Exposure + recession = disaster

Having won a total of 55 seats in the ’06 and ’08 cycles to put in place the largest Democratic majorities since the late ’80s and early ’90s, Democrats had a lot of seats to lose. If Democrats had suffered average White House-party midterm losses in percentage terms, 39 seats would have fallen into Republican hands. Though half again as many ended up in the GOP column, for reasons we will see below, it was anything but an average year.

{mosads}Building those majorities put Democrats deep into politically hostile territory — 48 Democrats held House seats in districts John McCain had won, and won despite the highest percentage vote for a Democratic presidential candidate since Lyndon Johnson’s 1964 landslide. As I pointed out four years ago, those mismatched seats provide an important measure of instability in the political system, and the greater the instability, the greater the possibility of massive change. Going into 1994, 53 Democrats held seats won by George H.W. Bush in 1992 and over 80 percent of the incumbents who lost that year occupied those seats. In 2010, Democrats lost 36 of the 48 “McCain seats,” which contributed 60 percent of the Republican gains.

 The magnitude of the wave was dictated by an economy in crisis. Not only was unemployment stuck near 10 percent, but nearly a third of voters suffered at least one layoff in their household. In addition, family incomes fell more than in other recent recessions, leaving families with less purchasing power today than they had over a decade ago.
The electoral power of the economy was evident in the exit polls. In both 2008 and 2010, 63 percent of voters cited the economy as the issue most important to them. In 2008, those voters gave Democratic House candidates a 12-point margin — in 2010 they went for GOP candidates by 10 points.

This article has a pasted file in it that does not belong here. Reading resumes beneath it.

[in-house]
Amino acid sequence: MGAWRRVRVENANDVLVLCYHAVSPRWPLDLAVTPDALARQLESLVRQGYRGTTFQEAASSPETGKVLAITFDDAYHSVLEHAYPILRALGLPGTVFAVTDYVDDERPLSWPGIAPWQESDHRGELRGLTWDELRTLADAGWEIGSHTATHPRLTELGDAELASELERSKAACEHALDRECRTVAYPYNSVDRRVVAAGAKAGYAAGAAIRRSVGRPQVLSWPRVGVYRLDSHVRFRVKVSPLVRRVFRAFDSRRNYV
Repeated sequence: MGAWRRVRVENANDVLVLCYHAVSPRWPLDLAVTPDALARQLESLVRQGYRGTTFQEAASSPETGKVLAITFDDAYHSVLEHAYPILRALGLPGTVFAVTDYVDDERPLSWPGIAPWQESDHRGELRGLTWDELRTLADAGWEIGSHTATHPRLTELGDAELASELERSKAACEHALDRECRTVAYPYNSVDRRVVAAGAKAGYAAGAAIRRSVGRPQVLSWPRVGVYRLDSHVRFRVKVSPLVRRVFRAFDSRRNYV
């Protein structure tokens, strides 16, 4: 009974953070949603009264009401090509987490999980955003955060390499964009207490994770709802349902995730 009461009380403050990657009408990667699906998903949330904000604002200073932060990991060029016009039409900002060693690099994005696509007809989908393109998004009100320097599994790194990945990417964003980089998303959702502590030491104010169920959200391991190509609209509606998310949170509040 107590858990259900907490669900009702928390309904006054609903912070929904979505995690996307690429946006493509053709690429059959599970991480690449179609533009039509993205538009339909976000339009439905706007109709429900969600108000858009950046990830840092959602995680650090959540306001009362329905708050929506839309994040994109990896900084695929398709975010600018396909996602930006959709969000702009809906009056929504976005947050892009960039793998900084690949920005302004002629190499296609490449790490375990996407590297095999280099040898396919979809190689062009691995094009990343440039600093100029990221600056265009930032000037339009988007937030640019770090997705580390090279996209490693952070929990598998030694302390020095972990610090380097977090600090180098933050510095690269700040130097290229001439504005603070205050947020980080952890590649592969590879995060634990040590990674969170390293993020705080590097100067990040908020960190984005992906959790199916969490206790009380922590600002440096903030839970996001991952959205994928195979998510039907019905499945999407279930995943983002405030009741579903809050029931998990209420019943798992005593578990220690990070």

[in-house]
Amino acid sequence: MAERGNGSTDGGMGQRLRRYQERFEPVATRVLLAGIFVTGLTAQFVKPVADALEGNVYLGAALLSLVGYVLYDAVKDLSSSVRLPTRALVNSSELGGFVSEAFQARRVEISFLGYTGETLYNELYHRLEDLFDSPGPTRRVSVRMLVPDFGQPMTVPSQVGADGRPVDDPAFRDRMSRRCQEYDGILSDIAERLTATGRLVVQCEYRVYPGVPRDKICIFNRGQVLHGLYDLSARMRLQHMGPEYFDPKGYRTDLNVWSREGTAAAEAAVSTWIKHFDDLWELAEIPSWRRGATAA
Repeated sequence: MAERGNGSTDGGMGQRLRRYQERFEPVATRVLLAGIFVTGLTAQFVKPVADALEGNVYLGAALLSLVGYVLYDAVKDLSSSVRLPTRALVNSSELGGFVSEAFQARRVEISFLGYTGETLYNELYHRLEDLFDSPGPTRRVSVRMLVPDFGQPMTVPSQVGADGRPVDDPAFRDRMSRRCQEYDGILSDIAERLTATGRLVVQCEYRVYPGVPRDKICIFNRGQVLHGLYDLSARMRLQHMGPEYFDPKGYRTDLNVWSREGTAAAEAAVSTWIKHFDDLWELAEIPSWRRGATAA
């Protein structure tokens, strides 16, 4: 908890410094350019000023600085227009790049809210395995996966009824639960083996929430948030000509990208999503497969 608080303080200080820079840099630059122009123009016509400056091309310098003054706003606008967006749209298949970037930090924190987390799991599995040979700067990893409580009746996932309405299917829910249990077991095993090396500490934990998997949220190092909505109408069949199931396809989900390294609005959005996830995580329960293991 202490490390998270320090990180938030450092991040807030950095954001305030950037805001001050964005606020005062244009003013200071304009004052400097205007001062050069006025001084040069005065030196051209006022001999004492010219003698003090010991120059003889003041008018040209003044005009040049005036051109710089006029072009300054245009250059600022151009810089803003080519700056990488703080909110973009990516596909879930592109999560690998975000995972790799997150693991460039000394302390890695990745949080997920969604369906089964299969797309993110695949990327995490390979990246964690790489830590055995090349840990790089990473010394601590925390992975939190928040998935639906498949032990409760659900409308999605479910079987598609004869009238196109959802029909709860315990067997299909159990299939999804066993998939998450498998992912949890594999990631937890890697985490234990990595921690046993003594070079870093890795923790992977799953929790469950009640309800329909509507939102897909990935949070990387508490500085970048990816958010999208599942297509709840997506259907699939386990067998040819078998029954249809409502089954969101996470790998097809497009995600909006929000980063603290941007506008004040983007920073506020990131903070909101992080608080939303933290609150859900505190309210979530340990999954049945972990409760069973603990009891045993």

Only 10 percent expressed positive views of the economy, and they voted for Democratic House candidates by a whopping 58-point margin, while the 90 percent who were negative about the economy voted for Republicans by a 15-point margin. (While the following exercise is laden with methodological problems, it does provide a useful illustration.) By these numbers, if just 20 percent had been positive about the economy (instead of 10 percent), Republicans would have won the national congressional vote by less than one point, which likely would have translated into Democrats retaining control of the House.

Yet another look at the economy’s role is afforded by an exit poll question asking about voters’ family finances over the last two years. Democrats won among the 57 percent who said they were the same or better off. However, the 43 percent who felt worse off backed the GOP by a 29-point margin.

Back in January 2009, I wrote here that voters had given Democrats “less a triumph and more an opportunity to perform.” While Americans are still more likely to blame President George W. Bush than President Obama for our economic straits, and while Democrats have labored mightily to turn the economy around, by Election Day 2010 we had not succeeded. Voters reward success but punish failure, and that failure to perform goes a long way toward explaining Democrats’ current woes.

Mellman is president of The Mellman Group and has worked for Democratic candidates and causes since 1982. Current clients include the majority leaders of both the House and Senate.

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